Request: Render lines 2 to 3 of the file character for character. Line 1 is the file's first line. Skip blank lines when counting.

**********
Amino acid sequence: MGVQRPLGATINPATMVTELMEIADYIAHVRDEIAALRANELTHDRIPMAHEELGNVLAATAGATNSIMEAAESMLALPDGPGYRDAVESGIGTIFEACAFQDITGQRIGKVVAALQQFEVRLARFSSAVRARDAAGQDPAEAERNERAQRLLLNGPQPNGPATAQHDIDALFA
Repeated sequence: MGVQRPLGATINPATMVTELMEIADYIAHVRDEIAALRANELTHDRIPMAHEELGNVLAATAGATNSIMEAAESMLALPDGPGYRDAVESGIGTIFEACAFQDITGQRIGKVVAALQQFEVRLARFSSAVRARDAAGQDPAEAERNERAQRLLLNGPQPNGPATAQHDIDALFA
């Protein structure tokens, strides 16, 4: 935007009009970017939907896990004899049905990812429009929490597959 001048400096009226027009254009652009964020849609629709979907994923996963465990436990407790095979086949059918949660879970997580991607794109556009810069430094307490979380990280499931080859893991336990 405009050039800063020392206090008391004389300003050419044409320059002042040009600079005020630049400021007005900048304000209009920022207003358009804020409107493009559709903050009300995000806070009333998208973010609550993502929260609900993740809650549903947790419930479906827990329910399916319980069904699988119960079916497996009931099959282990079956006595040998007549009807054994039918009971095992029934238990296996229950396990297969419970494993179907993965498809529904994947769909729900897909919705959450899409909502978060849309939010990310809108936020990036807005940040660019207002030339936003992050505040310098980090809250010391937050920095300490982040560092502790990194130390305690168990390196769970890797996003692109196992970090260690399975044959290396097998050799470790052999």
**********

Repeated sequence: MGVQRPLGATINPATMVTELMEIADYIAHVRDEIAALRANELTHDRIPMAHEELGNVLAATAGATNSIMEAAESMLALPDGPGYRDAVESGIGTIFEACAFQDITGQRIGKVVAALQQFEVRLARFSSAVRARDAAGQDPAEAERNERAQRLLLNGPQPNGPATAQHDIDALFA
């Protein structure tokens, strides 16, 4: 935007009009970017939907896990004899049905990812429009929490597959 001048400096009226027009254009652009964020849609629709979907994923996963465990436990407790095979086949059918949660879970997580991607794109556009810069430094307490979380990280499931080859893991336990 405009050039800063020392206090008391004389300003050419044409320059002042040009600079005020630049400021007005900048304000209009920022207003358009804020409107493009559709903050009300995000806070009333998208973010609550993502929260609900993740809650549903947790419930479906827990329910399916319980069904699988119960079916497996009931099959282990079956006595040998007549009807054994039918009971095992029934238990296996229950396990297969419970494993179907993965498809529904994947769909729900897909919705959450899409909502978060849309939010990310809108936020990036807005940040660019207002030339936003992050505040310098980090809250010391937050920095300490982040560092502790990194130390305690168990390196769970890797996003692109196992970090260690399975044959290396097998050799470790052999």